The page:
Northampton Updates Early Childhood Special Ed To Be More Inclusive

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By Stefanie Jackson – Northampton schools Director of Special Programs Keren Plowden has proposed a more inclusive educational program for toddlers, partly in response to an increasing number of referrals the school division is receiving for special education services for 2- and 3-year-olds.

Virginia is the only state that requires schools to provide early childhood special education to children with disabilities as young as age 2, Plowden said.

The child must be age 2 by Sept. 30 of the school year in which he or she begins receiving services.

The Northampton school division historically has provided early childhood special education for children ages 2 to 5 in small groups or clusters, with 4-year-olds separated so they can fully participate in the Virginia Preschool Initiative, Plowden explained.

That left a group of 2- and 3-year-olds with disabilities in a self-contained school environment with little opportunity to interact with other children their age who are developing typically.

The Virginia Department of Education requires all school divisions to offer early childhood special education in the “least restrictive environment,” and the inclusion model is part of the continuum of services for all age groups.

That prompted Plowden to propose a new program for 2- and 3-year-olds with and without disabilities.

“The toddler program provides play-based instruction five days per week in order to target all developmental areas with a focus on communication, interactions with peers and adults as well as fostering growing independent skills,” she wrote in the program overview she presented to the school board July 15.

Each class will be limited to eight students, including up to four children, or about half the class, who will be peer models.

Northampton can serve up to 16 students, or eight each at Occohannock and Kiptopeke elementary schools. The toddler peer models at each school will be selected through an application and developmental screening process.

Peer models must “demonstrate developmentally appropriate speech, language, and social skills.” They must communicate clearly, interact well with others, model cooperative behaviors, and follow directions.

Any child who demonstrates a developmental delay in one or more areas during the screening process will be ineligible for the program.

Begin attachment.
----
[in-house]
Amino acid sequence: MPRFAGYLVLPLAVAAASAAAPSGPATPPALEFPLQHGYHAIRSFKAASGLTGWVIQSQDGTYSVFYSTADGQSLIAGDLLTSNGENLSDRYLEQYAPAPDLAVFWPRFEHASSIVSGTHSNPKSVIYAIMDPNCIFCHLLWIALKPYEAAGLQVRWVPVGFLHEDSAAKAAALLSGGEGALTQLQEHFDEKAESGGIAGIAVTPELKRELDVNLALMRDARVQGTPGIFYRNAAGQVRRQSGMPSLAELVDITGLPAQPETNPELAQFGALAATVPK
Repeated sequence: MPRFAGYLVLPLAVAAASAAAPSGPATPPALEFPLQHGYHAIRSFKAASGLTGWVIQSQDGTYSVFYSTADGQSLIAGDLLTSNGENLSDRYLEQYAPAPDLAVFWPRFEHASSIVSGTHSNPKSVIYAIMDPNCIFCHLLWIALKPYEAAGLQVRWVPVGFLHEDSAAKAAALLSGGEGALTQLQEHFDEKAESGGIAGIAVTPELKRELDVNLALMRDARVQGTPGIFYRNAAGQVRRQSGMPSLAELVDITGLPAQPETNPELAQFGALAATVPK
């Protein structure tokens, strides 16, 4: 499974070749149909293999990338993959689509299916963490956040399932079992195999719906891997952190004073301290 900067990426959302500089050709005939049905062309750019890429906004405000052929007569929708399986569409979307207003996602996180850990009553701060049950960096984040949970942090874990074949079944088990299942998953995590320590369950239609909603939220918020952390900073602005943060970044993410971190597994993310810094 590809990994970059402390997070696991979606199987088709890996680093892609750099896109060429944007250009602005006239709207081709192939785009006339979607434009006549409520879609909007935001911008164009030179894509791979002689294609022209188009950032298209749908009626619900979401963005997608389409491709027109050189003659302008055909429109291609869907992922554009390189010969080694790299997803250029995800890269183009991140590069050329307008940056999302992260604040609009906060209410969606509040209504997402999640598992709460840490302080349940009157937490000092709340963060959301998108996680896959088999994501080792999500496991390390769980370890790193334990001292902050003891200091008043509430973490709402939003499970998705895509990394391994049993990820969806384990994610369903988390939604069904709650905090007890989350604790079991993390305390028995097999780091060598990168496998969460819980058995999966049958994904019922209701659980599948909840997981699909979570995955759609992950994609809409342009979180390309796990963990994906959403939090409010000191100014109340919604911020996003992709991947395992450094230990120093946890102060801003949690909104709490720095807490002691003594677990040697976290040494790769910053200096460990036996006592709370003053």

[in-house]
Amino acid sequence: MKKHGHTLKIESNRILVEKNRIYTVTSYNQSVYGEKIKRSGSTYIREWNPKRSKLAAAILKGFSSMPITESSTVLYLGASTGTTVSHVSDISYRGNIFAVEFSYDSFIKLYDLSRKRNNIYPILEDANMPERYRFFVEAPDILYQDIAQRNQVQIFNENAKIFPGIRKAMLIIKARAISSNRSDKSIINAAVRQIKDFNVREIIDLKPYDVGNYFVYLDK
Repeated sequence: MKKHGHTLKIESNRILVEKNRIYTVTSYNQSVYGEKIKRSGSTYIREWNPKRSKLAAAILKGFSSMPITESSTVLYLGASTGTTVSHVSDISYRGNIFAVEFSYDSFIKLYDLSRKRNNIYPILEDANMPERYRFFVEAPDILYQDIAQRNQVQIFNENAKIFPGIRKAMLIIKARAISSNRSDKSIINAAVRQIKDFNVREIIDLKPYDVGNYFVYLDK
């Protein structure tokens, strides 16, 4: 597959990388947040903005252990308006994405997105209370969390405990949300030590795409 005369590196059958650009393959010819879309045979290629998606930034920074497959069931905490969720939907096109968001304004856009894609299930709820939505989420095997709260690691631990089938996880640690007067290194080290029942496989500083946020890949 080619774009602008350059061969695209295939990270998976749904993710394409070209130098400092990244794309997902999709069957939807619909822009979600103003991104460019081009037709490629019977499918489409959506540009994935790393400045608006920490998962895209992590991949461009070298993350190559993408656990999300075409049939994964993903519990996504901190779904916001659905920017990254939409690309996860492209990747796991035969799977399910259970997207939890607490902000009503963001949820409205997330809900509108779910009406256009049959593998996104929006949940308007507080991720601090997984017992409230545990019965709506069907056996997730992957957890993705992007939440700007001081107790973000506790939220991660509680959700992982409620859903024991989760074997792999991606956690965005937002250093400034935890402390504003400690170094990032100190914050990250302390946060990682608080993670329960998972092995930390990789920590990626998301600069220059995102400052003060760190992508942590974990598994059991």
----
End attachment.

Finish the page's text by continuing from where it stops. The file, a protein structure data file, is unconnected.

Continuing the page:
Applicants must live in Northampton County and provide proof of residency. Due to the new program’s limited capacity, no out-of-zone or out-of-county applicants will be considered.

Toddlers are not required to be potty trained to participate.

However, parents should keep in mind that the toddler program is “not daycare” but an educational opportunity, Plowden said.

No application is required for students with disabilities.

The program will be facilitated by an early childhood special education teacher, instructional assistant, and any related service providers, Monday through Friday, 8:30 a.m. to 1:30 p.m., or in accordance with the IEPs (individualized education plans) of participating students with disabilities.

Breakfast, lunch, and transportation will be provided, and the program will be free to all participants.

Some school divisions charge tuition for 2- and 3-year-old peer models. (Public schools provide special education services and pre-K for free, but the universal pre-K program is available only to 4-year-olds.)

The leadership team that previewed Plowden’s proposal recommended “absolutely” not charging tuition for students participating in the toddler program as peer models, said Superintendent Eddie Lawrence.

The program will be implemented at no additional cost to the school division, using only budgeted staff and resources.

However, Plowden hopes for the continued growth of the special education program, which is a goal in the Northampton schools comprehensive plan, she said.

The school board voted unanimously in favor of the proposal, allowing Plowden to continue developing the toddler peer model program and begin getting the word out to parents and the community.